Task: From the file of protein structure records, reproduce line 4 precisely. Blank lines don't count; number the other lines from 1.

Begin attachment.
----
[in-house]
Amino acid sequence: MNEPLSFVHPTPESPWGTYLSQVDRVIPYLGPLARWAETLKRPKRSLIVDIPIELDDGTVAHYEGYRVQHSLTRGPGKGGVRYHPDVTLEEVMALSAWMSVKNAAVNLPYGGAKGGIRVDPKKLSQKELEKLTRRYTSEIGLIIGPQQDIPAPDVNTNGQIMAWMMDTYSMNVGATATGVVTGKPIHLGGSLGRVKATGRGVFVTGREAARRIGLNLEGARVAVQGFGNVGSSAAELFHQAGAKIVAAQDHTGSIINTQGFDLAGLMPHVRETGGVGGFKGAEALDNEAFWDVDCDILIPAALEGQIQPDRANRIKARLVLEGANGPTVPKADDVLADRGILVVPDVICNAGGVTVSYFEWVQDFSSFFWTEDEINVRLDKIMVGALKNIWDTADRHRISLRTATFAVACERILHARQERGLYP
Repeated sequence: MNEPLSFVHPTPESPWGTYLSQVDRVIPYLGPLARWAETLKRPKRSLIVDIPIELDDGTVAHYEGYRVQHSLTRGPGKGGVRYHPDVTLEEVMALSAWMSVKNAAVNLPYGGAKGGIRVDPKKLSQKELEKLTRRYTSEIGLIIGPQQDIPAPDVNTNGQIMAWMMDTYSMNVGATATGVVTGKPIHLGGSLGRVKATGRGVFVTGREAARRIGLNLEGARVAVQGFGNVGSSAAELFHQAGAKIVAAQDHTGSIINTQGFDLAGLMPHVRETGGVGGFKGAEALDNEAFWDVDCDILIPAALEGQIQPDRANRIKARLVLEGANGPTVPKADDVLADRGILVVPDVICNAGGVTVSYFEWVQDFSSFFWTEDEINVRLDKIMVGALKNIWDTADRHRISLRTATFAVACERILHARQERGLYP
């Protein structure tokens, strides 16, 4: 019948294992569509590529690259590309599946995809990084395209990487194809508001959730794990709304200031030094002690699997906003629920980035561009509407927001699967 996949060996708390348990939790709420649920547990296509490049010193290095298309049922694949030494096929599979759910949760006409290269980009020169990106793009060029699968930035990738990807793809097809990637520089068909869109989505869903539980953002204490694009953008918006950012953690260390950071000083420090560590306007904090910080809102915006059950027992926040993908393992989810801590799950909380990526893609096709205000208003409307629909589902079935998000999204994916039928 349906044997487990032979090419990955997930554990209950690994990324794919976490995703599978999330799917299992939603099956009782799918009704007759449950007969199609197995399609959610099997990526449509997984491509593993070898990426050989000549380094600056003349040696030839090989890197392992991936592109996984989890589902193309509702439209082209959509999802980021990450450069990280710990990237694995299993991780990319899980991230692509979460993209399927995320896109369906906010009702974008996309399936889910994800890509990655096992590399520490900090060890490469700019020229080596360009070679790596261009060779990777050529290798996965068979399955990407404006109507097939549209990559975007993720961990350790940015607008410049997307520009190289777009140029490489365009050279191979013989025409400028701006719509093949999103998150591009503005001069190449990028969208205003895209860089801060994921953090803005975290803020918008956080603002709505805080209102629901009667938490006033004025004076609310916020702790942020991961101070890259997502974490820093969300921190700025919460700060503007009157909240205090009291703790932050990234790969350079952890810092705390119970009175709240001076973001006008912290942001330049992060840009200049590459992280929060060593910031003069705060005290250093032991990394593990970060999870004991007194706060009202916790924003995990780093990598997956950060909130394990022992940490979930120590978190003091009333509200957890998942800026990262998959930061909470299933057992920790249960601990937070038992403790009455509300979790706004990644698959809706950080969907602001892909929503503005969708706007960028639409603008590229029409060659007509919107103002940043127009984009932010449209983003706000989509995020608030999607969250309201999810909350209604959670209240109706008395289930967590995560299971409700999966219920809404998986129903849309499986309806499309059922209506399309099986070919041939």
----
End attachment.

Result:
């Protein structure tokens, strides 16, 4: 019948294992569509590529690259590309599946995809990084395209990487194809508001959730794990709304200031030094002690699997906003629920980035561009509407927001699967 996949060996708390348990939790709420649920547990296509490049010193290095298309049922694949030494096929599979759910949760006409290269980009020169990106793009060029699968930035990738990807793809097809990637520089068909869109989505869903539980953002204490694009953008918006950012953690260390950071000083420090560590306007904090910080809102915006059950027992926040993908393992989810801590799950909380990526893609096709205000208003409307629909589902079935998000999204994916039928 349906044997487990032979090419990955997930554990209950690994990324794919976490995703599978999330799917299992939603099956009782799918009704007759449950007969199609197995399609959610099997990526449509997984491509593993070898990426050989000549380094600056003349040696030839090989890197392992991936592109996984989890589902193309509702439209082209959509999802980021990450450069990280710990990237694995299993991780990319899980991230692509979460993209399927995320896109369906906010009702974008996309399936889910994800890509990655096992590399520490900090060890490469700019020229080596360009070679790596261009060779990777050529290798996965068979399955990407404006109507097939549209990559975007993720961990350790940015607008410049997307520009190289777009140029490489365009050279191979013989025409400028701006719509093949999103998150591009503005001069190449990028969208205003895209860089801060994921953090803005975290803020918008956080603002709505805080209102629901009667938490006033004025004076609310916020702790942020991961101070890259997502974490820093969300921190700025919460700060503007009157909240205090009291703790932050990234790969350079952890810092705390119970009175709240001076973001006008912290942001330049992060840009200049590459992280929060060593910031003069705060005290250093032991990394593990970060999870004991007194706060009202916790924003995990780093990598997956950060909130394990022992940490979930120590978190003091009333509200957890998942800026990262998959930061909470299933057992920790249960601990937070038992403790009455509300979790706004990644698959809706950080969907602001892909929503503005969708706007960028639409603008590229029409060659007509919107103002940043127009984009932010449209983003706000989509995020608030999607969250309201999810909350209604959670209240109706008395289930967590995560299971409700999966219920809404998986129903849309499986309806499309059922209506399309099986070919041939």